Gennaco said investigators were still trying to determine whether the actor's "inflammatory" comments were placed in a separate, supplemental document "to shield some of that report not from the DA, but from the public realm."
Sheriff's deputies originally reported Gibson was arrested "without incident." The department later explained that the term meant no force was used.
Asked about that account, Gennaco said, "I'm not sure I would have used those words."
The Sheriff's Department has previously denied that Gibson -- who has participated in a department charity that provides aid to the children of slain sheriff's deputies -- received special treatment.
Gibson announced Monday that he is participating in an "ongoing recovery program" to battle alcoholism. On Tuesday he said he wants to meet with Jewish leaders to help him "discern the appropriate path for healing."
"I am in the process of understanding where those vicious words came from during that drunken display, and I am asking the Jewish community, whom I have personally offended, to help me on my journey through recovery.
"Again, I am reaching out to the Jewish community for its help. I know there will be many in that community who will want nothing to do with me, and that would be understandable. But I pray that that door is not forever closed."
Invited to speak at synagogue
To that end, the rabbi of a Beverly Hills synagogue has invited Gibson to speak to its members on Yom Kippur -- The Day of Atonement.
"Yom Kippur, the most sacred day of the Jewish year, is a time of reflection, fasting, forgiveness and healing," Rabbi David Baron of Temple of the Arts said in a letter to Gibson.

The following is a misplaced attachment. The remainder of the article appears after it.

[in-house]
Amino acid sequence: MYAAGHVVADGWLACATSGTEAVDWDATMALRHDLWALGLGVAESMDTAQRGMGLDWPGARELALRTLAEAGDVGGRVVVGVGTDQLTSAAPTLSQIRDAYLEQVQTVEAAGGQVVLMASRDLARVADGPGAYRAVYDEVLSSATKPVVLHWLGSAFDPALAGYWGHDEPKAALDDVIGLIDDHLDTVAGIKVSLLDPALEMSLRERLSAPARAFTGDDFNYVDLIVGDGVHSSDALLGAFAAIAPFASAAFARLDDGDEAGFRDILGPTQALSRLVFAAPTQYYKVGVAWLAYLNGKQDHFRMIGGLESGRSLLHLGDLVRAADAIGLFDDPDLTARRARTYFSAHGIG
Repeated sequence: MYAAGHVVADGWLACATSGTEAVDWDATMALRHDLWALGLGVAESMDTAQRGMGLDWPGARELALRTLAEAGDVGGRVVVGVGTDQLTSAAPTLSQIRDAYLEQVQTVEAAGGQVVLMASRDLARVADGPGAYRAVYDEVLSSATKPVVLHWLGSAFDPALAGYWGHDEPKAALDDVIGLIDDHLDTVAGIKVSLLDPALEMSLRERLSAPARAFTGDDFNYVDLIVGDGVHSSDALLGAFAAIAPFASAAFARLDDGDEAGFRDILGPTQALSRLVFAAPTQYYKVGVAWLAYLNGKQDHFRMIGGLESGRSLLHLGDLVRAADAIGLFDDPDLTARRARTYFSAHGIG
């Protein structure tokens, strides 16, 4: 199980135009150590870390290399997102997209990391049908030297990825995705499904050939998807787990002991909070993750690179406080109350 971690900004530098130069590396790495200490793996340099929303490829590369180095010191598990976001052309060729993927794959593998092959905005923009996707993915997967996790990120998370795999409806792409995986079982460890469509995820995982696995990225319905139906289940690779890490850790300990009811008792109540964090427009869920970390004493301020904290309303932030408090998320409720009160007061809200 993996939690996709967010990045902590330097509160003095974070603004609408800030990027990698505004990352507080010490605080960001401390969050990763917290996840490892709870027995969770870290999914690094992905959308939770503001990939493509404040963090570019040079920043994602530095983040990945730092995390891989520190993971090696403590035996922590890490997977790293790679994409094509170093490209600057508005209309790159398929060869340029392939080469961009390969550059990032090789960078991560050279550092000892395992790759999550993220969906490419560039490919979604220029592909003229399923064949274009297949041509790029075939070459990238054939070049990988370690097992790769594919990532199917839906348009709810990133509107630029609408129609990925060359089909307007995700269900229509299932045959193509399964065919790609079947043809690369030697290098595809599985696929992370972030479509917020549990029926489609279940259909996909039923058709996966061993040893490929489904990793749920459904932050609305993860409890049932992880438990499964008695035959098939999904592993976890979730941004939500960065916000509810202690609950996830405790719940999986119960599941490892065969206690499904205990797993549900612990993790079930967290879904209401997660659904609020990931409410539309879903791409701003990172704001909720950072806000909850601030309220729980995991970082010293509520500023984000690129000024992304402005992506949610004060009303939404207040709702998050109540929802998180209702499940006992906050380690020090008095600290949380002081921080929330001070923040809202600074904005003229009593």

Baron said in the letter that members of Temple of the Arts include "leading members of the film, television, music and media sectors."
Gibson spokesman Nierob said Wednesday that Gibson "has not had a chance to consider Rabbi Baron's kind offer, nor will he at this time, as it is just way too soon."
He added, "This is not a quick fix that can, nor should, be handled in the public arena. This is not about a publicity opportunity or a photo op."
Baron told CNN on Thursday that he has not yet heard from Gibson. And he said he would need to speak with the actor before he visited the synagogue.
"I insisted that I meet with him personally, one-on-one, to verify his sincerity and also to determine what path he would take to show by his actions as well as his words what his commitment is," Baron said.
The rabbi said Gibson may have been "poisoned" by the beliefs of his father, who is "a Holocaust denier."
"But my emphasis, is what about Mr. Gibson's children? What about the next generation? If he can confront this head-on, there's the possibility -- I believe, in the possibility -- of someone transforming or changing and then becoming someone who uses his celebrity as an influence for good to combat anti-Semitism."
Since Gibson's arrest, industry observers have raised questions about the future of his high-profile projects.
Gibson has a Mayan-language film called "Apocalypto" due later this year, and his film company, Icon Productions, had been producing a miniseries set during the Holocaust for ABC. The television network announced Tuesday that it was dumping that project.
But ABC's corporate parent, Disney, said "Apocalypto" remains in post-production and is scheduled for release in December.